Billed as an exhibition of masterpieces from the Cleveland Museum of Art (CMA), “Admired from Afar” is the latest in a number of exhibitions of Japanese art from American collections to be held in Japan. The exhibition comprises 51 paintings and occupies only half of the special exhibition galleries of Tokyo National Museum’s (TNM) Heiseikan. Patient viewers who manage to avoid the worst of the crowds, however, will be much rewarded.
The exhibits, arranged into the categories of devotional art and human figures, flora and fauna, narrative subjects, and landscapes were acquired largely under Sherman Lee (1918-2008), CMA’s director from 1958 to 1983. Lee was exceptionally disciplined as a collector and the exhibition reads in part as homage to his artistic tastes and values.
According to Interim Director Fred Bidwell, “the concept of the ‘masterpiece’ is central to the culture of the Cleveland Museum of Art.””It’s not”, he explains, “a stamp collection where you want one of every year,” but rather reflects “a more refined ideal” wherein everything is of “extremely high quality.”
Indeed, refinement is the prevailing mood. Artworks from the medieval period (1185-1600) and the first half of the Edo Period (1603-1868), conventionally regarded as representing a golden age of Japanese painting, dominate. Among these, the monk-painter Sesson Shukei’s (1504-1589) monochrome “Tiger and Dragon” screens demonstrate the artist’s efforts to personalize an established theme of Zen painting through his naturalistic and gently humorous treatment of the tiger and the curious finger-like projections of the waves.
The earlier generations of the nativist Rinpa School are also well represented. “Ivy Lane,” one of the few surviving works of Fukae Roshu (1699-1757), is a sensory delight. The subject matter refers to an episode of the 10-century anthology of poems and prose “Tales of Ise,” in which the hero and his companions, traveling along a pathway overgrown with ivy, encounter an ascetic who asks them to convey a poem to a lady in Kyoto. The theme originally appeared in handscrolls and albums from the Heian Period (794-1192) and became a favorite among Rinpa artists. Roshu left at least three versions of it to posterity, one of which is held by TNM.
In Roshu’s screen, hills and foreground elements are reduced to flat blocks of color overlaid with the vibrant autumn leaves and flourishes of tarashikomi, a technique by which ink is allowed to bleed decoratively into previously applied pigment or ink that has not yet dried.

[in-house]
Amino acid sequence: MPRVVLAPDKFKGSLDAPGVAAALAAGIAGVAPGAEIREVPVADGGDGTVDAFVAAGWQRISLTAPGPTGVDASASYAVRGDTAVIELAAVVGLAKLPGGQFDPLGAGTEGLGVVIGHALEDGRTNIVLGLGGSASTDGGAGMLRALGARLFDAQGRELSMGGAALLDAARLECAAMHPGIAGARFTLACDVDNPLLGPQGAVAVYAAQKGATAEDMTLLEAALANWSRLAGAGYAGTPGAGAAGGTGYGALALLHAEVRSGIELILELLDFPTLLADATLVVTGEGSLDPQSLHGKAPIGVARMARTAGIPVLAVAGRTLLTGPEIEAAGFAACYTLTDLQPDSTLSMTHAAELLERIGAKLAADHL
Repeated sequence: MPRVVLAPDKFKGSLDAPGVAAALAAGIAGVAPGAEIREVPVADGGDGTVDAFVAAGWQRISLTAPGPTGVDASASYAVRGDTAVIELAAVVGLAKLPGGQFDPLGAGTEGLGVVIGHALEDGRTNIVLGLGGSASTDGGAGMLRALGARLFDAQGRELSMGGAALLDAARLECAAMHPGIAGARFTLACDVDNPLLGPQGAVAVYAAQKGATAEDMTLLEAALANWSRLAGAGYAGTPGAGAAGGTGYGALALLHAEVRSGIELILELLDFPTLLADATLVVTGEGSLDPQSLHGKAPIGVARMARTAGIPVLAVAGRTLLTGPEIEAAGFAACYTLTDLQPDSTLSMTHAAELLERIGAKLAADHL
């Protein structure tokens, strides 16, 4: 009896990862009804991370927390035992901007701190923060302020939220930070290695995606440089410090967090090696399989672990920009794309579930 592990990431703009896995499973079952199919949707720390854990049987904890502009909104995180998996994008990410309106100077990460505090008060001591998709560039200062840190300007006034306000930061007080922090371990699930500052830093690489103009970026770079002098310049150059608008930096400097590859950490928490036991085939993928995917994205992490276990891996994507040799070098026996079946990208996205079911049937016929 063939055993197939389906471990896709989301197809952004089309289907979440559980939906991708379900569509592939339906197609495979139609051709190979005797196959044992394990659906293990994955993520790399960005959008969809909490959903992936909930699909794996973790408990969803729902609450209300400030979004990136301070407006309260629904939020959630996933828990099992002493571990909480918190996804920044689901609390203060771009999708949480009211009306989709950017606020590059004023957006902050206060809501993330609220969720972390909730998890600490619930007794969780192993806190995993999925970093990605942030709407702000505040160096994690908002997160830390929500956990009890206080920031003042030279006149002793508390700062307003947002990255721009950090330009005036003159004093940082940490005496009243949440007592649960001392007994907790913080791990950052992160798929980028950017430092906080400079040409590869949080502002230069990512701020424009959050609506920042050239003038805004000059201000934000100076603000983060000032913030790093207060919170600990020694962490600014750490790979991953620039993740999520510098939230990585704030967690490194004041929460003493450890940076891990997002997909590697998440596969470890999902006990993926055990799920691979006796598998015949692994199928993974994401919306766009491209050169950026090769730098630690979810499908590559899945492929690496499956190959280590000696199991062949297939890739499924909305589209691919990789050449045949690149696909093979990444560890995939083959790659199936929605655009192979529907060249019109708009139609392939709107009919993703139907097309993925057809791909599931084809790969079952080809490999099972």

Intriguing correspondences between eras and genres are also present. The 16th-century “Four Accomplishments,” a pair of screens by a Kano School artist, is an austere disquisition on literati pastimes of music, go, calligraphy and painting enacted by six dour patriarchs and their acolytes. The theme is parodied dryly by Iwasa Matabei (1578-1650) as the elegant pleasures of an ennui-prone fashionable set.
A few works that flout the canon add further complexity to the curatorial narrative. Watanabe Kazan’s (1793-1841) preparatory drawing of the giant Ozora Buzaemon from 1827 is one of only three Japanese paintings created during or after the early 19th century included. The work is at once a valuable document of Edo Period forays in the natural sciences, a glimpse of its tabloid culture and an unsettling portrayal of humanity.
At more than 2 meters tall, Buzaemon’s extraordinary stature generated an unwelcome celebrity with which he was ill at ease. According to contemporaneous records, Kazan, a keen student of Rangaku (Western Learning), executed the drawings with the aid of a camera obscura, allowing him to create an extremely close likeness. Kazan’s portrait, assembled from dozens of sheets of paper, shows Buzaemon stooping self-consciously, hands and feet awkwardly large, face downcast, uncomfortable but resigned to the artist’s gaze.
Five Buddhist and landscape paintings from the Song (960-1279) and Yuan (1271-1368) dynasties of China (or possibly Goryeo Dynasty Korea, 936-1392) are also integrated into the exhibition’s structure. Mi Youren’s (1074-1151) “Cloudy Mountains” handscroll offers a rare opportunity to examine at close hand the artist’s characteristic and much emulated stippling technique. Four Impressionists and Post-Impressionist works by Berthe Morisot (1841-1895), Claude Monet (1840-1926), Pablo Picasso (1881-1973) and Henri Rousseau (1844-1910) make an unexpected detour before the final section. These nine “special exhibits” presumably allude to the transfer of ideas from continental Asia to Japan, and onward to Europe in the late 19th and early 20th centuries.
The exhibition represents one half of an exchange between CMA and TNM. In return, CMA will receive an exhibition of modern Japanese paintings by influential artists such as Taikan Yokoyama (1868-1958), Bakusen Tsuchida (1887-1936), and Ryusei Kishida (1891-1929) drawn from the TNM vaults. Of this agreement, Bidwell is effusive. “Great art”, he states, “develops not only personal inspiration but [also] cultural understanding, and it really does bring people, cultures, cities together and I think this collaboration — partnership — friendship with TNM is ultimately all about that.”
“Admired from Afar: Masterworks of Japanese Painting from the Cleveland Museum of Art” at Tokyo National Museum runs till Feb. 23; open 9:30 a.m.-5 p.m. ¥1,000 (¥1,600 includes admission to the museum’s other exhibition “Engendering Beauty, Preserving Techniques: Artworks by Living National Treasures.” Closed Mon. www.tnm.jp
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